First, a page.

By ford.304 on Jan 7, 2013

  11. I agree with some points, disagree with others. I’ve shot several IDPA matches with “dropped/pick-up guns” and have found that it added to the match. Pick-ups have included an S&W J-frame with 2″ barrel loaded with 158-gr. lead bullets, an M&P 9mm, and an S&W Judge loaded with .45ACP. None was used for the whole stage–they were loaded/unloaded by SO’s, fired, then put down for transfer to your own primary gun, so it was tough to tank a whole stage based on a malfunction or unfamiliariity. The advantage was/is that it forces me to keep familiar with different types of guns and triggers (and ammo) while I practice with my primary gun (G34). I’ll “reward” myself after a good practice with my primary with a couple of targets and drills with a gun which might be a “pick up.” Obviously can’t practice with everything all the time, but it seems to keep the skills up on the guns that I might encounter.

    Like others, hope all is going well/better for you, Todd–I look forward to training with you when you are back.

    By Michael on Jan 7, 2013

  12. I agree with Todd.

    Problem is, when you pickup a firearm that you’re not expecting you may not be familiar with it, your competitors may. I get the real world training, etc, etc, etc.

    But reality is, that’s not real world training for the dude that shoots that gun in his free time. For instance, shooting a J-Frame DAO Airweight .38 SPL isn’t exactly fun. Long trigger pulls, light weight gun, lots of recoil, etc.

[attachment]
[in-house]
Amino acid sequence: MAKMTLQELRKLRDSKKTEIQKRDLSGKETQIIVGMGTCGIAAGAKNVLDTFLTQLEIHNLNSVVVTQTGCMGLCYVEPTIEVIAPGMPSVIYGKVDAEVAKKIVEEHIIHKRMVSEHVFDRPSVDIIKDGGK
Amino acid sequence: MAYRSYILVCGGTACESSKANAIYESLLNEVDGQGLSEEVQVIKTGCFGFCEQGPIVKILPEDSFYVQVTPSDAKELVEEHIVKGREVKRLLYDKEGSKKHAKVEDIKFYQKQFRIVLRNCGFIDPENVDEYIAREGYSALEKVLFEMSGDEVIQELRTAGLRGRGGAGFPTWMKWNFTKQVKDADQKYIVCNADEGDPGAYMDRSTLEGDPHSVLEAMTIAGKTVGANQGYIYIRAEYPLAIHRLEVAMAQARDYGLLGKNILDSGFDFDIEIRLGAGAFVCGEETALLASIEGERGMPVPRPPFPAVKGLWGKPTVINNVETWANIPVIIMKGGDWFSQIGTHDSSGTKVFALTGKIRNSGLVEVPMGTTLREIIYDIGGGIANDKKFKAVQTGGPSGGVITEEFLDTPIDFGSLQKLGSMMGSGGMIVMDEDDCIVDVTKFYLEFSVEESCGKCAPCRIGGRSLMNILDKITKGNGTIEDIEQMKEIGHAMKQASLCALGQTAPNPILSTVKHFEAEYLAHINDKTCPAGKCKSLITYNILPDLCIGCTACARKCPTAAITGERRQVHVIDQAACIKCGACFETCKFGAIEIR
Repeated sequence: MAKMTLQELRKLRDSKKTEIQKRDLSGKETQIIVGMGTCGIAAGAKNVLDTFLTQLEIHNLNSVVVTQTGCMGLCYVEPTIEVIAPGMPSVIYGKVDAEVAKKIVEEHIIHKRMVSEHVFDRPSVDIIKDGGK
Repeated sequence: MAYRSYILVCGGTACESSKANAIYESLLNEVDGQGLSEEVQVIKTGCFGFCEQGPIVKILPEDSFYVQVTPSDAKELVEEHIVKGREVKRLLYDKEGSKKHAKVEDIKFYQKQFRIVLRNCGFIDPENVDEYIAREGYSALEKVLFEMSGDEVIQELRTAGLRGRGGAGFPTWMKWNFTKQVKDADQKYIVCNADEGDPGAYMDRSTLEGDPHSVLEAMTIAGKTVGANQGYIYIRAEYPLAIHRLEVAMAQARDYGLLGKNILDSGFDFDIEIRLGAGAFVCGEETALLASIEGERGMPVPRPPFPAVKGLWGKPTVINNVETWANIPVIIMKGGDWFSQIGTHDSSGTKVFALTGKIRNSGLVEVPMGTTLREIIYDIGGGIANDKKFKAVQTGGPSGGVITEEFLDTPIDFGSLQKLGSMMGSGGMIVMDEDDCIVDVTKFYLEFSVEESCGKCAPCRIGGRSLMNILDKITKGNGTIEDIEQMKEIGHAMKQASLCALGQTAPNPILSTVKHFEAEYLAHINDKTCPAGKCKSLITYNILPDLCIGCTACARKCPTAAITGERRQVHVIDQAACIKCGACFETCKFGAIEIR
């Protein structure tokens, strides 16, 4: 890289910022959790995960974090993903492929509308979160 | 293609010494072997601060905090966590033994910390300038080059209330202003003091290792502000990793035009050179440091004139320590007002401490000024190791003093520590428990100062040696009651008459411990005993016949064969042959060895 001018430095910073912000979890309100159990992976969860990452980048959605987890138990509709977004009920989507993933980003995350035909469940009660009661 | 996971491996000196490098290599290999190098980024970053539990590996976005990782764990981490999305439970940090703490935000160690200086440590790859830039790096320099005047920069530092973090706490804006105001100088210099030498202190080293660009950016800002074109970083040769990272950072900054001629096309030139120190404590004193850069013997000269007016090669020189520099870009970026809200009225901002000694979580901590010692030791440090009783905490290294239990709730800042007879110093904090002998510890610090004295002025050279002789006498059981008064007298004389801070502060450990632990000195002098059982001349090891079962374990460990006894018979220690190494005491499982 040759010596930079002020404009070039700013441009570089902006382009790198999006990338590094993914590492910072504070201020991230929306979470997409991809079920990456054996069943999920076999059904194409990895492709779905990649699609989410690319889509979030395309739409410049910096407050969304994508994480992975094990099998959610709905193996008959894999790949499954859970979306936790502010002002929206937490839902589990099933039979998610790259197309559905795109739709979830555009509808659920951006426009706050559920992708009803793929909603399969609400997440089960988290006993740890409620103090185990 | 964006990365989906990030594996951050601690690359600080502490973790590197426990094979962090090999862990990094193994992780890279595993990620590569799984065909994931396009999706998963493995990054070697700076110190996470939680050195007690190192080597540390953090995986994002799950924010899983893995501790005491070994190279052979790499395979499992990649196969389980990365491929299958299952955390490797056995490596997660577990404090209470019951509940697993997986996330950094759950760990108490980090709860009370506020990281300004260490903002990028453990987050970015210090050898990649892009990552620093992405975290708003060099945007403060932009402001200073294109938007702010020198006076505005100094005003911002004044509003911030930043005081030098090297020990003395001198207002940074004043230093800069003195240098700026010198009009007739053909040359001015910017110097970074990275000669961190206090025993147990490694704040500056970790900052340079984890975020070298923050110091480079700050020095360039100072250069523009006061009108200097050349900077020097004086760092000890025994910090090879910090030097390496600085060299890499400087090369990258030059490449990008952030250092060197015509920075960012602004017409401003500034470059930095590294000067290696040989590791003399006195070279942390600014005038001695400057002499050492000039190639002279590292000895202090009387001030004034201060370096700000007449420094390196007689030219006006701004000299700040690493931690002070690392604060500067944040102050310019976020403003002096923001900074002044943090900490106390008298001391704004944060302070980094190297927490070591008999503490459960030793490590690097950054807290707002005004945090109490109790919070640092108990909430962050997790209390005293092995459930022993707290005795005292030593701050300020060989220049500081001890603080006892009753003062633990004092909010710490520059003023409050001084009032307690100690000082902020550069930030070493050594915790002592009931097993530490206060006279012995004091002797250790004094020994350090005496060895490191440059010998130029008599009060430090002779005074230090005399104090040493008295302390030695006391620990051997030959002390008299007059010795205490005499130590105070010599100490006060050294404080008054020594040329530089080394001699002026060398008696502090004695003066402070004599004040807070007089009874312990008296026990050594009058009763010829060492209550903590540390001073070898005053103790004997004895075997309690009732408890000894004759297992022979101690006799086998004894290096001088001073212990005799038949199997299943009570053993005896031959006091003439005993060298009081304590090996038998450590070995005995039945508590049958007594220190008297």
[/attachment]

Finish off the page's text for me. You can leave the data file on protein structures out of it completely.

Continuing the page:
Sure it’s the same gun for everyone, with the same loads.

    But some guys may use that as his BUG regularly even though he’s shooting a Glock 19, and some guy may’ve never held one.

    If you could ensure that it was the same level of familiarity with everyone (i.e., no experience, or the same amount of handle time), then it wouldn’t be “unfair”. It is a competition, and what’s new for one guy should be new for all guys is what Todd’s saying, and it makes sense.

    Because otherwise, it’s a walk-on advantage for one guy and a walk-on disadvantage for another. Until you can control that, then you’ve got problems.

    By BWT on Jan 9, 2013

  13. A good comparison might be like having a Unicycle on one stage. Sure we’d all look at that and go “Oh my god this is ridiculous, this is going to be hysterical”. Until Bozo the clown gets squaded with you, and the dude does that in his routine and juggles puddles while shooting a Glock 17.

    Who’s laughing now.

    By BWT on Jan 9, 2013

  14. Could the match bulletins list what the pickup
    gun would be?
    Practice could then be arranged, no?

    By Leon on Jan 10, 2013

  15. We don’t use pickup guns often in matches but they have always been well received. Typically we’d use them on a 6 round COF within 10yd.

    When I am match director (usually), malfunctions are cause for a re-shoot.

    Our matches are small and I think our shooters are looking more for entertainment and some range time with their gear. We’d never run a pickup at a club championship however for many of the reasons above!

    By raks on Jan 14, 2013